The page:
Every kid… every southern kid… knows how it feels to burn the soft pads of her feet on black asphalt in the summer. It’s a rite of passage, a lesson we all learned by our own pain, not from verbal warnings. No one can tell her how the blisters will feel. No one can properly describe how she’ll wish she could crawl everywhere until they heal. She’ll see the steaming ground and believe she’s just fast enough to race across the street, and make it, before the tender skin begins to burn. She’ll be wrong. We were all wrong about it once… the stubborn among us were wrong far more than once.
I broke my first bone when I was twenty. Up to that point the worst physical pain I knew was stubbed toes. I spent a good portion of my childhood summers nursing stubbed toes. By nursing, I really mean slapping a band-aid on them and pretending they didn’t exist. Stubbed toes came with the territory for all the kids who grew up with memberships to Triangle swim club. The community pool (which no longer exists) was converted from a camp for boys into the greatest summer oasis a kid could imagine. It had two giant pools, slides, diving boards, and friends… always friends. The majority of my closest childhood pals were either members or regular visitors. Most of us were on the swim team for the better part of a decade. Most of us ran around with big toes that were in some stage of recovery from the last time we’d rushed up the concrete hill.
The hill was the only accessible path from pool to playground. Triangle had a playground with trampolines where no one cared if you flipped. It had seesaws you could sit your wet bathing suit butt on and ride while your best friend laughed, too hard to speak, on the other end. There were basketball goals and shuffleboard courts, sand volleyball and tennis. Triangle swim club was a mecca of everything kids loved and not enough time to squeeze it all in without running. We went for the pool, but we knew every hour there’d be 10 minutes when the lifeguards needed a break and we’d have to hit the snack bar for a quick freeze pop, then rush up the hill to get the best of whichever activity called us in that moment. We ran, with total disregard for the adults who suggested otherwise, up the hill as quickly as we could. We gambled every day, and some days we lost. We ended up crouched on the ground clutching our feet and wondering how one false step could rip the entire end of our toe off. We’d make teary-eyed promises not to run on the concrete anymore, then we’d do it again as soon as the scab healed.
When you’re a kid, physical pain is much scarier than emotional pain. You get your feelings hurt by a friend, and your parents help you work it out. You make up, hug, and hop back on the see-saw. When you’re a kid scraping your knee in a brutal rollerblade spill is what makes you cry like you’ll never walk again. Getting hit in the face by a softball because you misjudged a pop-fly will make your face swell up, and your 11 year old heart certain you’ll never feel anything worse… but you will.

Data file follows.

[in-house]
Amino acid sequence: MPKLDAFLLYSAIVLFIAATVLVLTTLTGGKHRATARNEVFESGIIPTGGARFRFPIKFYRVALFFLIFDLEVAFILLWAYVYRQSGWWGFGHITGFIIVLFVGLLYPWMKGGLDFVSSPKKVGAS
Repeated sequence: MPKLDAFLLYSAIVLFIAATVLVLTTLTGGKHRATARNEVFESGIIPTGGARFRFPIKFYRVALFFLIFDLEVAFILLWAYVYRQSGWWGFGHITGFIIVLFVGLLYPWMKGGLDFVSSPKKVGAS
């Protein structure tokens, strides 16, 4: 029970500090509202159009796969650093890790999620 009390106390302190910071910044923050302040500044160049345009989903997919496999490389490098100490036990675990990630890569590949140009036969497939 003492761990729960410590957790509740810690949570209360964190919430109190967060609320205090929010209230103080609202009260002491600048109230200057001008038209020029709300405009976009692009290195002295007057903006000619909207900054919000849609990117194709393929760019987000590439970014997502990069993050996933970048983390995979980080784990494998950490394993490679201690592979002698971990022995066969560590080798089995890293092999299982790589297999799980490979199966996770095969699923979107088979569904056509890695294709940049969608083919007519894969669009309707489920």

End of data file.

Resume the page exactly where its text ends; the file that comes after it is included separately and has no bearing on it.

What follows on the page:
You’ll feel worse physical pain, later in life, and it’ll come from emotional mistakes. You’ll feel like you’ve been punched in the face and kicked in the guts when you do something that hurts someone you never wanted to hurt. You’ll feel absolutely sick to your stomach when you realize that you’ve made a false step and it can’t be undone. You’ll wish, with everything you have, that the pain would dial back to the way it was when you were making teary-eyed promises to just walk up the hill next time. You’ll wish you could trade the heartache for a chunk out of your big toe… because you know how fast that heals. You know that in a week it’ll scab over, and a few days after that it’ll be good as new.
But that’s not how adulthood works. The lessons, the things you really need to learn in life, sometimes have to really hurt. They have to feel like you’ve jumped in the ring with a world class boxer, and the crowd is made entirely of your personified inner critics. They’re shouting everything you’ve done wrong while Pacquiao throws punches. The lessons that really help you grow, don’t have an estimated healing time. They just knock you the hell out, watch you cry, and challenge you to pick yourself back up when you’re ready. They force you to stand up and carry yourself to the place where you reevaluate and become better, the place where you learn the move that will block Pacquiao’s next punch… or, if you’re lucky, the place that will remind you what you did wrong before you even step in the ring next time.
I’ve burned the bottoms of my feet on asphalt more times than I’d like to admit. I was never one for learning quick lessons when it came to physical pain. I never doubted my ability to make it across the street before the burns set in, but I know there are some pains I can’t outrun. And for those lessons, I’m damned grateful… even if it’s really difficult to admit it.